But this is most certainly not the case, and this is certainly NOT what how Matthew ends his gospel. Even after an earthquake, an angel that looked like lightening, hardened soldiers fainting, and Jesus himself showing up, alive, saying “Hey, what’s up?” and giving instructions to meet up with him in Galilee, EVEN AFTER ALL THIS, some of the eyewitnesses did not quite believe their eyes. “When they saw him, they worshipped him, but some doubted.” It seems here that Matthew hadn’t paid attention in his “how to write end of your Gospel” class.
The word that Matthew chooses to describe these doubting worshippers, or worshipful doubters, is “distazo,” which, for once, means pretty much what it sounds like it means – distracted. Or more exactly, to be of two minds about something, to waver, to hesitate, to literally be standing in two places at once. As much as we can fault Matthew for his gospel ending, he might have been on to something: these disciples were distazo when it came to Jesus on that first Easter, and I think it’s pretty safe to say that we’ve been pretty distazo about Jesus ever since.
The truth is Jesus’ followers today are living in a pretty distazo world. We are dis-connected, dis-integrated, and distracted.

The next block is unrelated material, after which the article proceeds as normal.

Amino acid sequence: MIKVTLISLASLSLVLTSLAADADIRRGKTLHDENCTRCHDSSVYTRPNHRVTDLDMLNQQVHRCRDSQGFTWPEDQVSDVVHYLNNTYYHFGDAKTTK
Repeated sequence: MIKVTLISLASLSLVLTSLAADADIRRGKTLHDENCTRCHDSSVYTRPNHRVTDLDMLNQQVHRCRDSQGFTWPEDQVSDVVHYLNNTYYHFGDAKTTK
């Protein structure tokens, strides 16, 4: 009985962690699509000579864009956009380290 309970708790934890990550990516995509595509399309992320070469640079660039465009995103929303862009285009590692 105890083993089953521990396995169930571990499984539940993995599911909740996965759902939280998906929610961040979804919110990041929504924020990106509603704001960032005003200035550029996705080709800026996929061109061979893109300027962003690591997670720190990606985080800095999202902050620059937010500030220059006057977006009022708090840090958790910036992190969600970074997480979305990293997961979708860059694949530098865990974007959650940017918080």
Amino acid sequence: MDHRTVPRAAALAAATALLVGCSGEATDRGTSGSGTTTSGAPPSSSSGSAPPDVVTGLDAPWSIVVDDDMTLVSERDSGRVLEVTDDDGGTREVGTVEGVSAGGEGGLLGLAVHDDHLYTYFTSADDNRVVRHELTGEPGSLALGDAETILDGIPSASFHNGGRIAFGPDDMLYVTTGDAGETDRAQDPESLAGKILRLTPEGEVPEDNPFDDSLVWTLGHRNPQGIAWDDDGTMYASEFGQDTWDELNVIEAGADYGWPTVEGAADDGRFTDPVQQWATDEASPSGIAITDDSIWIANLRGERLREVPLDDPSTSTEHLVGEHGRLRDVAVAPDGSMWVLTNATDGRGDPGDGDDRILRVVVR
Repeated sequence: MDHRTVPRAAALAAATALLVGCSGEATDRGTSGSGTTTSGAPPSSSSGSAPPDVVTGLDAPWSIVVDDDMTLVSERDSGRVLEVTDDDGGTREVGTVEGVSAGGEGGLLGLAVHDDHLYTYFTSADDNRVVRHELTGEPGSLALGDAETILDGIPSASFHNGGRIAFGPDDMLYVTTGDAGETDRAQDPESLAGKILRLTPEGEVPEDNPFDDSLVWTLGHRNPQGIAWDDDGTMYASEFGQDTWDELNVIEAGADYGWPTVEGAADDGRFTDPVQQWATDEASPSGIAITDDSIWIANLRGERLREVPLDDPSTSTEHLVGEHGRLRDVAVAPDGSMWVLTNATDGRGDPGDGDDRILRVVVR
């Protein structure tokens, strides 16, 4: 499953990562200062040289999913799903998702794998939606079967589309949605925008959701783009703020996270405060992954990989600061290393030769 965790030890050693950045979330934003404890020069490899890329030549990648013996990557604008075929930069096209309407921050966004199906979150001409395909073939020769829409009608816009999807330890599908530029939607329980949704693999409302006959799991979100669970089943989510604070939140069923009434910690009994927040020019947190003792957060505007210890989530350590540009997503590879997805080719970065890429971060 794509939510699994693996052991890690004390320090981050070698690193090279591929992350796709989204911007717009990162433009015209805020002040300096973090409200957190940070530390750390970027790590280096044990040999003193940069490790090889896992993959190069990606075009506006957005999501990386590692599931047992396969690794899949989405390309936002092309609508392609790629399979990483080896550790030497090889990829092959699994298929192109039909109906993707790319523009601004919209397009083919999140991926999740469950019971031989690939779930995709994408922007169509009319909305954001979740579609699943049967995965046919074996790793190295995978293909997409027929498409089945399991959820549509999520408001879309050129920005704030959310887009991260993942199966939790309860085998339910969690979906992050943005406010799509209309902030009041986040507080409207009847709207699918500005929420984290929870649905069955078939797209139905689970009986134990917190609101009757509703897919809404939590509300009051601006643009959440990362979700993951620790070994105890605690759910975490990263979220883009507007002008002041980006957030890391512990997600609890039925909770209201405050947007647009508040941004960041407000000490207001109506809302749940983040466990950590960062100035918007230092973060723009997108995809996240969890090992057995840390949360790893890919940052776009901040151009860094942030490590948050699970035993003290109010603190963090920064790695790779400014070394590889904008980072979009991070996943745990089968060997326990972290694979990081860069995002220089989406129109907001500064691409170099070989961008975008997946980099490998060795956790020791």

Too often we are DIS-CONNECTED from one another emotionally and empathetically, even though we are technologically more connected than we have ever been before.
Our relationships are DIS-INTEGRATED within our own lives when we believe the culture’s lie that we are the center of our own universe.
We are a DIS-TRACTED people, literally, knocked off track like a derailed train, by life’s many demands that have become our taskmasters. It’s like the universe is playing a constant tug-of-war between what draws us to God and what keeps us away from God. And WE happen to be the rope.
Think about all the times this last week that you’ve been distazo – actually, scratch that - think about the last time you DIDN’T feel distazo. When was the last time you were fully present in any given moment? Are you even feeling a little distazo right now, in this very moment?
What if the solution to this problem of being of two minds, of being constantly distazo, was to be of THREE minds?